Oh, what a beautiful morning…☀🌺, couldn’t ask for more beautiful weather to start the day. Instead of rain we woke to a beautiful sunny day. Much better than last year’s down pour.
We breakfasted in the Spiller Elementary School Cafeteria and enjoyed hot coffee and a good hot breakfast. Spiller rolls out the red carpet for Southern Route riders.
The morning rider’s meeting was held in the Wytheville Memorial Park. The children came out and the rider’s give them small trinkets and gifts before the children lined up to sing to the riders. It’s a favorite of many of the rider’s. The children sang for us and recited the poem Old Glory…
After Wytheville, We had a 95 mile ride over to Montvale Elementary School where we were fed a nice box lunch and enjoyed a patriotic program put on by the children.
It was a short hop over to the D-Day Memorial in Bedford, VA. If you haven’t been there it’s worth the out of the way trip. It is an excellent museum/monument to those that gave their lives.
A description of the Overlord battle:
“It is hard to conceive the epic scope of this decisive battle that foreshadowed the end of Hitlers dream of Nazi domination. Overlord was the largest air, land, and sea operation undertaken before or since June 6, 1944. The landing included over 5,000 ships, 11,000 airplanes, and over 150,000 service men.
After years of meticulous planning and seemingly endless training, for the Allied Forces, it all came down to this: The boat ramp goes down, then jump, swim, run, and crawl to the cliffs. Many of the first young men (most not yet 20 years old) entered the surf carrying eighty pounds of equipment. They faced over 200 yards of beach before reaching the first natural feature offering any protection. Blanketed by small-arms fire and bracketed by artillery, they found themselves in hell.
When it was over, the Allied Forces had suffered nearly 10,000 casualties; more than 4,000 were dead. Yet somehow, due to planning and preparation, and due to the valor, fidelity, and sacrifice of the Allied Forces, Fortress Europe had been breached.”
Platoon photos were taken at the memorial:
Sorry I could not run fast enough in the heat and humidity to get all the group shots that were taken. If anyone has them, send them to me and I will post them in the next sit-rep. I did manage to get the photo of the Virginia State Police Motor Unit 🤪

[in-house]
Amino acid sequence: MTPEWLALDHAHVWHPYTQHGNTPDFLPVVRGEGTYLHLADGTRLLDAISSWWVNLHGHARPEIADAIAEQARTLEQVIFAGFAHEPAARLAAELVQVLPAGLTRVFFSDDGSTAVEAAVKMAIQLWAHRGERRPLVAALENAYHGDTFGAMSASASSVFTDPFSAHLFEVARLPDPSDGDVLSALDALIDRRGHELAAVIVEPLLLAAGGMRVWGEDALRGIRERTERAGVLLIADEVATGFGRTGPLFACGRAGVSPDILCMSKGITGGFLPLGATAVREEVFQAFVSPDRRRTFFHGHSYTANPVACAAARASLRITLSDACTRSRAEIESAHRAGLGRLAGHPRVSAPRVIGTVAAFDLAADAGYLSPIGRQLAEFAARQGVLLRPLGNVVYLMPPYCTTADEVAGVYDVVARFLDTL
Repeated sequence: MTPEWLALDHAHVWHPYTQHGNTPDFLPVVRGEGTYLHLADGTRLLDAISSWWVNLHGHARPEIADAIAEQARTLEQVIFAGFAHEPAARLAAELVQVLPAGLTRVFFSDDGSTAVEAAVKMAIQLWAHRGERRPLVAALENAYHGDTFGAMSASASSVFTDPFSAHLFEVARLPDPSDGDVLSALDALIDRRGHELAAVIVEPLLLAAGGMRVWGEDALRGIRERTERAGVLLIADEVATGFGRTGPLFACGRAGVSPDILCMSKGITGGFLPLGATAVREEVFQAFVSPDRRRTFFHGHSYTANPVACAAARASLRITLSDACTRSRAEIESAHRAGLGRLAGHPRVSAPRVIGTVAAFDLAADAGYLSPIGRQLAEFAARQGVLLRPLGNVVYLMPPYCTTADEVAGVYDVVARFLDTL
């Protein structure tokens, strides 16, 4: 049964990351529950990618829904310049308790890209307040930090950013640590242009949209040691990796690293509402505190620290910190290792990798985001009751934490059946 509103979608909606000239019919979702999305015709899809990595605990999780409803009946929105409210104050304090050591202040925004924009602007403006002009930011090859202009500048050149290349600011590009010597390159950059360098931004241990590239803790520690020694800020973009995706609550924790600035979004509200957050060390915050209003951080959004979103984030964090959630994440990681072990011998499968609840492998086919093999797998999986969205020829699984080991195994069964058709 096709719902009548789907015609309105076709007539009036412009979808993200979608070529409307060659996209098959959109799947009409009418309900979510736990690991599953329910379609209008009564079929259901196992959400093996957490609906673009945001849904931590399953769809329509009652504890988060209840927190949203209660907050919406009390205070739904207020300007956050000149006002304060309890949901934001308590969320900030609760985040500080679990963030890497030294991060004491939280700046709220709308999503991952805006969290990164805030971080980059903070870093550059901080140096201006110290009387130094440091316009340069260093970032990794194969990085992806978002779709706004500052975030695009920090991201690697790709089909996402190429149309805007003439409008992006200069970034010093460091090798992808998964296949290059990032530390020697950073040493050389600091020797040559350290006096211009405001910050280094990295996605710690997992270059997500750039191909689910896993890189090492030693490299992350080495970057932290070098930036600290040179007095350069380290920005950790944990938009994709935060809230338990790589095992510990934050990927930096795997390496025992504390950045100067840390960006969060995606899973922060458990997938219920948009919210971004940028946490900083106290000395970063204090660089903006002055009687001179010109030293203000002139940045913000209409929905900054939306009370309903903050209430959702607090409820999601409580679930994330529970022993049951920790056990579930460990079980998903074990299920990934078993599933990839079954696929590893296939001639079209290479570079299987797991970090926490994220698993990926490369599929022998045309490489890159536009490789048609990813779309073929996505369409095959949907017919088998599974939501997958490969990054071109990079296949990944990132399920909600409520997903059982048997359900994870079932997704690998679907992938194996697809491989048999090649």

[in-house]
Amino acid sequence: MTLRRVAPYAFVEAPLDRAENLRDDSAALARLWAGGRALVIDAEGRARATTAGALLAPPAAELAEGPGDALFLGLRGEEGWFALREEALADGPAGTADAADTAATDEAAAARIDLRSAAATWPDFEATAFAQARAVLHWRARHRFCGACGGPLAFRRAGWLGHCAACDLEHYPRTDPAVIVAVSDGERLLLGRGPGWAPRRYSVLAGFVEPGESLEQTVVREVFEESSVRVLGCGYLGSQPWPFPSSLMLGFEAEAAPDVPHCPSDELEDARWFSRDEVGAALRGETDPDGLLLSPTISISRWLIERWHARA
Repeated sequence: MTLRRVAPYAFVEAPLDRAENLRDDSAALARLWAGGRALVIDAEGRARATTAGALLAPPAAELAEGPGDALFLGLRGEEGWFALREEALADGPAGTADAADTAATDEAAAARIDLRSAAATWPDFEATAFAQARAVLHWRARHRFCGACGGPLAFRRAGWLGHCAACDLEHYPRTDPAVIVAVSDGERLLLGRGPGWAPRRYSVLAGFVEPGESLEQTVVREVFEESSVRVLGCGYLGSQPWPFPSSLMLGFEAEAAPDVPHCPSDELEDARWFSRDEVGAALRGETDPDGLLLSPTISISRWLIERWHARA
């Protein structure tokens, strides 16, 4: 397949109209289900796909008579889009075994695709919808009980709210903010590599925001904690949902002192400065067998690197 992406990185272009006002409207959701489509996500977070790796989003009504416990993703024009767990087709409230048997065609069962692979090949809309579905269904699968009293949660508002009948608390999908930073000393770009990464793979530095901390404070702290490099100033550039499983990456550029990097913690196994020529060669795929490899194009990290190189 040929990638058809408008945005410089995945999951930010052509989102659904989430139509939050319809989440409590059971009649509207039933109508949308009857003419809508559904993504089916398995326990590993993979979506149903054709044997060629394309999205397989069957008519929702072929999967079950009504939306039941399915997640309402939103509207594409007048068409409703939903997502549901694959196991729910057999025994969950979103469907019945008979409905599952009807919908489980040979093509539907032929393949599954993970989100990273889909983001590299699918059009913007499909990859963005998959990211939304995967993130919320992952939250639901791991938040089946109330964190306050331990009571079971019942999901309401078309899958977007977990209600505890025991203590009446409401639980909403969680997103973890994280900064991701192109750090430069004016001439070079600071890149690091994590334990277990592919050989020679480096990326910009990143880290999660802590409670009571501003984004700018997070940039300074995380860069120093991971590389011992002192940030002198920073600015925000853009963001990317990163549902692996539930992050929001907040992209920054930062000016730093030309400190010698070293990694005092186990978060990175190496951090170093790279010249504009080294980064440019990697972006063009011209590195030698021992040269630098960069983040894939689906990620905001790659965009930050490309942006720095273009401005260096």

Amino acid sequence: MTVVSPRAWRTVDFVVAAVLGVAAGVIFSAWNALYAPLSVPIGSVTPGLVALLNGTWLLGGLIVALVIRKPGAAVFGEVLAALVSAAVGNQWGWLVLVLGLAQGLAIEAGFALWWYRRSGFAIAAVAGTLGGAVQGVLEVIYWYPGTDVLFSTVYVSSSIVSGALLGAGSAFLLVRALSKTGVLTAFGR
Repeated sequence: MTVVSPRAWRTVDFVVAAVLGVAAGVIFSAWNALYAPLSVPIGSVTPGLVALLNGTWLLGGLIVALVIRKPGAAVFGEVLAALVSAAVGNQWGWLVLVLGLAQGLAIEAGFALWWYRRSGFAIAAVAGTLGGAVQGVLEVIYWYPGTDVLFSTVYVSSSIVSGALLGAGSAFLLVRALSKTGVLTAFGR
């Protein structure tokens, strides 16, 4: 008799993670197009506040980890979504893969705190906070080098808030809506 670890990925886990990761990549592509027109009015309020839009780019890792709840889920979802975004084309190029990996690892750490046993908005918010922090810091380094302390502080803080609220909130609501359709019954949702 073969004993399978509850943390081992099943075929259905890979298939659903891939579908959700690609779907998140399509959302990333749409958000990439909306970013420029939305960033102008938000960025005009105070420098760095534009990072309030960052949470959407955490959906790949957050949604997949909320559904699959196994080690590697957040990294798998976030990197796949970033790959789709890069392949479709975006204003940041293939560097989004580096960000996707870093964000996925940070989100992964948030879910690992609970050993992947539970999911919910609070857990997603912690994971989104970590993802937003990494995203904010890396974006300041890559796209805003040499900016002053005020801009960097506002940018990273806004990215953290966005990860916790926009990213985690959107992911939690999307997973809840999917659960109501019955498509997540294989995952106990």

After the memorial a quick, easy, beautiful ride through the Blue Ridge Mountains. What a beautiful day to ride the sweeping curves and green hillsides. The smell of honeysuckle or clover was lovely. We’re not sure what we were smelling. If there’s a local Virginian out there that can shed some light on it, we’d appreciate it.
Pulled into the Lynchburg Harley Davidson shop for chicken sandwiches chips and ice cold water and soda. Many riders went t-shirt shopping. Just what we need, another t-shirt😏.
A very important, rip the patch off ceremony was held for a rider. TS had a patch that said, “Vietnam Era” I asked him about his service. He only spent one week in Vietnam and didn’t feel he deserved to wear the “Vietnam Veteran” Patch. I disagreed with him. He answered his country’s call to serve. He went to Vietnam and did what was asked of him. At the Harley Shop he was gifted a new Vietnam Veteran Patch and ripped off the old one to ready his vest for the new patch.
I know for many veterans this is a sore spot. The veterans that did not set boots on the ground in Vietnam feel like second class Veterans, like they didn’t serve “enough”. I feel for them, just as I feel for the Veterans that went to Vietnam, witnessed the horrors of war and returned to a country that spit on them and the service they gave. I don’t have an answer, but I hope that ALL veterans, boots in country Veterans and Veterans that served in other ways know that America appreciates you, your service and your sacrifice.
2nd Platoon Leadership presented their Road Guard with a special thank you gift. This year the Southern Route put together the first ever ALL female platoon leadership. Mind you, the platoon is not made up of all females, just the four leadership members. The Road guard assigned to them, VOLUNTEERED to work with them. Today they presented Caretaker, now to be known as CARE BEAR, a Care Bear of his own. This year’s motto is “we ride with heart”. Thought the Tender Heart Care Bear was a good representation of the 2018 run. Once again, a big thank you to the Road Guards and the job they do to keep us safe and rolling down the road.
It’s hard to believe that tomorrow is day 10 and we arrive in DC. Seems like yesterday we were in Ontario. I hope many of our riders are considering volunteering for leadership jobs next year. We need people to work the fuel team, the staging team, and platoon leadership. If you enjoyed the experience you had this year, please consider returning next year and helping to “Charlie Mike”, “Continue the Mission” it won’t happen without volunteers like you! If interested you can volunteer at RFTW.us.
“It is not the critic who counts; not the man who points out how the strong man stumbles or where the doer of deeds could have done them better. The credit belongs to the man who is actually in the arena, whose face is marred by dust and sweat and blood; who strives valiantly; who errs, who comes short again and again, because there is no effort without error and shortcoming; but who does actually strive to do the deeds; who knows great enthusiasms, the great devotions; who spends himself in a worthy cause; who at the best knows in the end the triumph of high achievement, and who at the worst, if he fails, at least fails while daring greatly, so that his place shall never be with those cold and timid souls who neither know victory nor defeat.” Theodore Roosevelt
256 Miles to D.C., rider’s stay alert, stay vigilant, be safe, God speed!